IP telephony has made it possible to integrate a business’s communication devices — instant messaging (IM), presence information, video conferencing, internet meeting, social media etc. — to enable its employees and other stake holders to collaborate better in real time, paving the way for unified communications.
One of the most significant advantages of unified communications (UC) is the ability to send and receive messages over different media seamlessly — say sending message over IM and accessing the same through voicemail or email. At a higher level, UC facilitates e-commerce, m-commerce, stock information and other enterprise applications.
Businesses can now leverage a cost-effective and highly scalable cloud environment to host their communications network infrastructure. For the uninitiated, cloud technology leverages the Internet to host hardware and software applications, and delivers its services ‘on-demand’.
This feature is makes it cost-effective, with significant reduction in investment on infrastructure and flexible options such as ‘pay per use’. Some of the most widely known types of cloud computing include:
- Infrastructure as a Service (IaaS) – where physical and virtual computers are offered on the cloud
- Platform as a Service (PaaS) – where computing platforms such as a programming environment are provided as a cloud service
- Software as a Service (SaaS) – where software applications and data are hosted on the cloud and accessed through a web browser
- There are other types of cloud computing such as Storage as a Service, Network as a Service etc which we shall dwell on in detail in the coming days.
Unified communications applications are deployed over a cloud platform through virtualization . Virtualization, as the term suggests, is to hold a computing system, be it server, operating system or storage device, in a virtual version of the physical and/or local system.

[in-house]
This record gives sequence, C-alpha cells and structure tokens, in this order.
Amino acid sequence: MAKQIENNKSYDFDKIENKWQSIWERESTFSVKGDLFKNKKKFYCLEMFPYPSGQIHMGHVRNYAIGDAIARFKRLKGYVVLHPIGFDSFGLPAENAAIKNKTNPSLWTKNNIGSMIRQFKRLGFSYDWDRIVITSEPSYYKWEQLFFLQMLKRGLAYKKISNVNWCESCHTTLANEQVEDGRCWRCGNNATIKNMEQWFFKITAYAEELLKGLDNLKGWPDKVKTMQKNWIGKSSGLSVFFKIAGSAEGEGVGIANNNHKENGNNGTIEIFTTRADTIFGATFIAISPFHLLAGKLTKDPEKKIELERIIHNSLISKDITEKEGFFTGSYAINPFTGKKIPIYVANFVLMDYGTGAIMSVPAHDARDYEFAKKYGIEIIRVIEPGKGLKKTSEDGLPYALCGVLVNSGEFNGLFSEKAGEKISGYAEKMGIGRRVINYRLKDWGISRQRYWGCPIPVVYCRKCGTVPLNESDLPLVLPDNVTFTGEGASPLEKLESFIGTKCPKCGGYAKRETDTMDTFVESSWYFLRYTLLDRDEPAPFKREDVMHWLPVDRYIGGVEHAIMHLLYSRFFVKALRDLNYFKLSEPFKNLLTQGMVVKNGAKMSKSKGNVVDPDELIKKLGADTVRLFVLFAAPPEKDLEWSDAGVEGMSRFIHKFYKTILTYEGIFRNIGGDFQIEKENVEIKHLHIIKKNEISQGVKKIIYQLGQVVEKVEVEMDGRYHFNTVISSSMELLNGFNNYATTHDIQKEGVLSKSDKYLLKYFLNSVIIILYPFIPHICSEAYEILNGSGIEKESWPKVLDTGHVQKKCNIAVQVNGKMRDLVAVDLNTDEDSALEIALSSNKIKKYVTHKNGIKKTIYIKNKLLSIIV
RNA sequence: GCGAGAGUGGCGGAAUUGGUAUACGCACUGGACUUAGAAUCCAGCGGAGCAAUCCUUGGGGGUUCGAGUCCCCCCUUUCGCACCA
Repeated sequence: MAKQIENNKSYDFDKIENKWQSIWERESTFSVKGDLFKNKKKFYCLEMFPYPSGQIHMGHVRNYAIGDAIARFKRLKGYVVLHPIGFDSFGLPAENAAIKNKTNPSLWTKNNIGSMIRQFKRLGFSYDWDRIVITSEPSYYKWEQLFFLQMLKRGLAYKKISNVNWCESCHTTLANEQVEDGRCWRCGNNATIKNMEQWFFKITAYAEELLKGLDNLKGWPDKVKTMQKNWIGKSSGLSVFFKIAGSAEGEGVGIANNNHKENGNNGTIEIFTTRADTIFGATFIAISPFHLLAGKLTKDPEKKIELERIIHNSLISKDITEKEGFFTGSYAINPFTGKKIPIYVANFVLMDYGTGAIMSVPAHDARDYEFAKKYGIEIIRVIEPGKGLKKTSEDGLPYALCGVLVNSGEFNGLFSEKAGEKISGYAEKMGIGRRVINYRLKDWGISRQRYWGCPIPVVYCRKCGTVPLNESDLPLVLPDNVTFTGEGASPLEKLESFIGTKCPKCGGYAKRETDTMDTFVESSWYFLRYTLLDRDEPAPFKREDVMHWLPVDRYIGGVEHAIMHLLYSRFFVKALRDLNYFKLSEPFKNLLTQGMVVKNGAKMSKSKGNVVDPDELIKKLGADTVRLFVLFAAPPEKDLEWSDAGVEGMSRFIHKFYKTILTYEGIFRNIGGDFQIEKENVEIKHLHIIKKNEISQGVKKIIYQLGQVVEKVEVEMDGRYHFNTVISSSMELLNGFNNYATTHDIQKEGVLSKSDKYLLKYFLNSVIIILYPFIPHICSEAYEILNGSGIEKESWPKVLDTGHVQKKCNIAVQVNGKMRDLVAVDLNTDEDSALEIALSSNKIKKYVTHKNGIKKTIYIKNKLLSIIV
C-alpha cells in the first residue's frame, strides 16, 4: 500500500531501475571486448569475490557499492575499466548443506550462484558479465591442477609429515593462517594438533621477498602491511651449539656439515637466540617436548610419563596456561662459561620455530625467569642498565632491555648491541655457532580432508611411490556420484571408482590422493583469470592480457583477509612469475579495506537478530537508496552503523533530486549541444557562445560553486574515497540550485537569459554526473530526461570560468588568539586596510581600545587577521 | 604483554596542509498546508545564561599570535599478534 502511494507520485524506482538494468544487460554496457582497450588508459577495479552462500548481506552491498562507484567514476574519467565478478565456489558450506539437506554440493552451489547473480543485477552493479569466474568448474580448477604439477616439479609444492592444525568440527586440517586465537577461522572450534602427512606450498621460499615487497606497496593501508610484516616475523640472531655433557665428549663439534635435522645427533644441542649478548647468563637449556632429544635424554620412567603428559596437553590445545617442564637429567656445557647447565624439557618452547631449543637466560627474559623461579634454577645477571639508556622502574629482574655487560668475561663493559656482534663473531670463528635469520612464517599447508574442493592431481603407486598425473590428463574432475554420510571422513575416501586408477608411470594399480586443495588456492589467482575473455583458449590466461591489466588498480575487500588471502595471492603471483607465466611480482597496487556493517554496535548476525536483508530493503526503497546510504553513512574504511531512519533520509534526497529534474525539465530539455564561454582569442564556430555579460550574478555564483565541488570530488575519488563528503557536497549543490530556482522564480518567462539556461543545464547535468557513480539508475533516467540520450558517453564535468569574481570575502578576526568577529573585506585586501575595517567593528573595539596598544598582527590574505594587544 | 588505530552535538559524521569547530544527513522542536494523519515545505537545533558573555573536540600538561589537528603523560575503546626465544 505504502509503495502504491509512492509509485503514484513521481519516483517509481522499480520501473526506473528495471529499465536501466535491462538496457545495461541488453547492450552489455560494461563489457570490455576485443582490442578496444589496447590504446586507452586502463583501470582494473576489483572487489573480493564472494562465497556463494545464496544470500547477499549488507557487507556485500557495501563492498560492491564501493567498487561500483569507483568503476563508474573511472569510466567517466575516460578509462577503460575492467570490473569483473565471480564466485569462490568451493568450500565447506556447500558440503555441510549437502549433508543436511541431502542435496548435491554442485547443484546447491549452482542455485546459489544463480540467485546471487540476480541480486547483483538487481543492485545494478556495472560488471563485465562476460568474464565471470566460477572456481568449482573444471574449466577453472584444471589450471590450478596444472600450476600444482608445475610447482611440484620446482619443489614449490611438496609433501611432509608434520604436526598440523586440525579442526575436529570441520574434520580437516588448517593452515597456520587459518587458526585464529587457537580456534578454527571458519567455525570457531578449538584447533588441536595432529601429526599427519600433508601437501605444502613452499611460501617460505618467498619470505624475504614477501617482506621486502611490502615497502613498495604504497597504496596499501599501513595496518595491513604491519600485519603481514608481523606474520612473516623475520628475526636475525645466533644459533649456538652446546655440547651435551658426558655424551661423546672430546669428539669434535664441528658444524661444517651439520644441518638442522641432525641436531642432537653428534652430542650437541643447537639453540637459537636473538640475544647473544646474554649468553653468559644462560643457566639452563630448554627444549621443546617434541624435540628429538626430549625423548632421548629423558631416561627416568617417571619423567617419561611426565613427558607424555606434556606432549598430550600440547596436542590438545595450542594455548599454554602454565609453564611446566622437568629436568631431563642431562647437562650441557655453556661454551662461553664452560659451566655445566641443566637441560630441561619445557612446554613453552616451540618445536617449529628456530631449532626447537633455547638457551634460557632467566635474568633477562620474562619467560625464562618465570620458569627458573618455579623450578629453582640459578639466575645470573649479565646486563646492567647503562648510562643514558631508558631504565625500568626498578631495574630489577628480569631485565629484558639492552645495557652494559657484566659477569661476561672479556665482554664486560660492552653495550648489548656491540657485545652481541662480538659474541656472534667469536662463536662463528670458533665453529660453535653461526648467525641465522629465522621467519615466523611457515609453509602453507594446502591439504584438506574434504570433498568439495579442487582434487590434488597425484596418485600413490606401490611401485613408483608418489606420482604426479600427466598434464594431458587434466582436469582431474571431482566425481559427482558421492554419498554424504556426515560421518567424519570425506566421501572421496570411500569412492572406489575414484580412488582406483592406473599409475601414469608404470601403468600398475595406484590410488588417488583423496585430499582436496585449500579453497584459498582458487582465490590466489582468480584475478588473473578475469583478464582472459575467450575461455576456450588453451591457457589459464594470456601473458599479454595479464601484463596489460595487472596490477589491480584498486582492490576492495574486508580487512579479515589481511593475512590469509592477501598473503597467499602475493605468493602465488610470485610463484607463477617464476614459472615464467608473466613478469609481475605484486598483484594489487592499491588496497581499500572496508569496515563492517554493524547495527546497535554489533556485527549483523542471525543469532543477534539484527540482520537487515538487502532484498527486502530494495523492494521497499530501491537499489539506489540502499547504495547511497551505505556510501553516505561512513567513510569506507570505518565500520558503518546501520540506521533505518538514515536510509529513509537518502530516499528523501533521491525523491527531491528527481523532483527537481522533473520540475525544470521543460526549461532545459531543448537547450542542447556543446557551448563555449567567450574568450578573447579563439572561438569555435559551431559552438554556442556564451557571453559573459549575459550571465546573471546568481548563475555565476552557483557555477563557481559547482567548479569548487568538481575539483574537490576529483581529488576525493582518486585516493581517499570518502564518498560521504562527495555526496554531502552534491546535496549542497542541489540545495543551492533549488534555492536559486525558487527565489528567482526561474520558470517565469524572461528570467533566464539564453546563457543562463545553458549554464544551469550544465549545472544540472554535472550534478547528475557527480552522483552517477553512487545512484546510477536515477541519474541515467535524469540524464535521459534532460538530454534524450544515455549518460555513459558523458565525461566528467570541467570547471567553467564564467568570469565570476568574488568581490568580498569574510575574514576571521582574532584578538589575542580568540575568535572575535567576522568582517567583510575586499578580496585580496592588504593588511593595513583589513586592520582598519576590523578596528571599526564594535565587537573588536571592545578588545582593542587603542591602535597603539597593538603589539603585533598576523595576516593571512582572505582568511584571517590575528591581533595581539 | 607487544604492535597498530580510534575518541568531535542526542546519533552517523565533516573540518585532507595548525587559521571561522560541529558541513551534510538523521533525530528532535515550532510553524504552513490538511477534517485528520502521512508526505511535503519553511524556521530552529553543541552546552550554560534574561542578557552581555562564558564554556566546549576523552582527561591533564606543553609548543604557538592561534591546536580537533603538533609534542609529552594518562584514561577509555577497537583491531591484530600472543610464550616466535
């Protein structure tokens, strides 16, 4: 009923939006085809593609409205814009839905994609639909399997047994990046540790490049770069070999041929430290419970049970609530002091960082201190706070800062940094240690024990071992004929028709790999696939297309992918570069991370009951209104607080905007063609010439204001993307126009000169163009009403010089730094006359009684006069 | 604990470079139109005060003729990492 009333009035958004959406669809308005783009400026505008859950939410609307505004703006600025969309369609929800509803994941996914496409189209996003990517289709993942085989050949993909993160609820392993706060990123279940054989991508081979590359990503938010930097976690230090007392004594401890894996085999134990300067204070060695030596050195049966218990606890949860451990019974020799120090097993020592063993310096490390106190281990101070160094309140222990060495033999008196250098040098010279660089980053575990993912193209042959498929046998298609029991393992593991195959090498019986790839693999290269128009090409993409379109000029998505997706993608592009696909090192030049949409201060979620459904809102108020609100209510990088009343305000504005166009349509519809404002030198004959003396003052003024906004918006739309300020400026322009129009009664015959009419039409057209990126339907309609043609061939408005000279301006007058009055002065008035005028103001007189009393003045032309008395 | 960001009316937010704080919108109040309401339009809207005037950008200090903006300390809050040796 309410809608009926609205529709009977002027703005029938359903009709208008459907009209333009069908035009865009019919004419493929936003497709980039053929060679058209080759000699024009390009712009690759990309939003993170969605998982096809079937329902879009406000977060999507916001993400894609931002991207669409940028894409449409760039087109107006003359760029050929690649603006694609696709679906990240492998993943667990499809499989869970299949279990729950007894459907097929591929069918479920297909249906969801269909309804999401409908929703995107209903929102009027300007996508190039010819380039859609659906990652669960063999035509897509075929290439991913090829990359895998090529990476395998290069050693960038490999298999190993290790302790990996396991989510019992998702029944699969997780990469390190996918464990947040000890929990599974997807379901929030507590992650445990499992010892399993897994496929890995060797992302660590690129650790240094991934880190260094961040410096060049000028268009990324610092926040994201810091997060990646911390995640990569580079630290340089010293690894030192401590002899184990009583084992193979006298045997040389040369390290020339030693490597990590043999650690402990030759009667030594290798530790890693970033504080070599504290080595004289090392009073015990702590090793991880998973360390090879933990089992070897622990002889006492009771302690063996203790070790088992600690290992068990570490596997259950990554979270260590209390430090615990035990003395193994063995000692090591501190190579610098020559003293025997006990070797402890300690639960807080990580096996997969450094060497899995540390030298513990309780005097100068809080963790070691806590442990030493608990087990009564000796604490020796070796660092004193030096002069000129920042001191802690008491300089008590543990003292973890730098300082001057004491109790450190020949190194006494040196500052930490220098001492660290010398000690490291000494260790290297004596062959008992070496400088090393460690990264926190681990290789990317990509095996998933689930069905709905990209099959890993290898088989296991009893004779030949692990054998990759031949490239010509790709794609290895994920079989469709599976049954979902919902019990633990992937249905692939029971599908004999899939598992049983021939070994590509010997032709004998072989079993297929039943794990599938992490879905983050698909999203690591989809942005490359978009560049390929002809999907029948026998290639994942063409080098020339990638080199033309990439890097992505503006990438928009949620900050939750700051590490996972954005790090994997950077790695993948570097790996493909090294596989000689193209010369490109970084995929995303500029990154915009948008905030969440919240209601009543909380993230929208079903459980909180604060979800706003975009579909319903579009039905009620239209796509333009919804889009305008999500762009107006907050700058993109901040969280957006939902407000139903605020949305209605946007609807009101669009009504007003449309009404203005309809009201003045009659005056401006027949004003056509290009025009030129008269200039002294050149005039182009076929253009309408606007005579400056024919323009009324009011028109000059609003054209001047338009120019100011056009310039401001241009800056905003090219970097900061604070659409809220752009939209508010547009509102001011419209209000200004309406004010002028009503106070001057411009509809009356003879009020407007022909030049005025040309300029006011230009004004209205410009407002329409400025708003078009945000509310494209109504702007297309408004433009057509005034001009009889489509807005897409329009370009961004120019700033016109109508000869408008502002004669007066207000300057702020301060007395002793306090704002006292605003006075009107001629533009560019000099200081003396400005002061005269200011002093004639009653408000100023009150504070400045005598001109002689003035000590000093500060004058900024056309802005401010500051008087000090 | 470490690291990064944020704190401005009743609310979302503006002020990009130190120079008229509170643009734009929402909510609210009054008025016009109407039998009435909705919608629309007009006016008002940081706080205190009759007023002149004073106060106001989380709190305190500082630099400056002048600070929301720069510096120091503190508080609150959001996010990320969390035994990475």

This way, applications like email and web conferencing, enterprise telephony, messaging etc are hosted on a virtualized private cloud platform. UC is also offered as a service (UCaaS) by many leading vendors like IBM, HP and Cisco. Under UCaaS, applications are subscribed as monthly services with a per user fee. As a result, cloud-based communication solutions are enabling companies to move from a CAPEX to OPEX model.
Businesses across industries including have begun to realize significant cost benefits through deploying cloud based UC solutions. A Frost & Sullivan research shows that basic call control and voice features moved into the cloud can deliver savings to the businesses in the range of $300 to $500 per line.
Leading service providers like HP and IBM are setting the course for a new era of hosted UC using cloud. For example, HP’s alliance with Microsoft to offer enterprise level UC solutions is a powerful offering in the market.
The solution enables ‘on net’ calls, which refers to calls that are hosted on the enterprise’s data network. Some of the key features includes cloud phone, cloud click-to-dial, and cloud converged communications (enables mobile users anywhere to collaborate with their contacts through their mobile device by text, voice, video or data).
As of December 2012, around 25 percent of companies are currently using cloud-based UC systems, with more than half of them planning to have a higher dependence on cloud in 2013. More interestingly, around 42% of non-cloud users are looking to deploy cloud-hosted phone systems in the coming days. The significance of cloud-based enterprise collaboration is only bound to increase.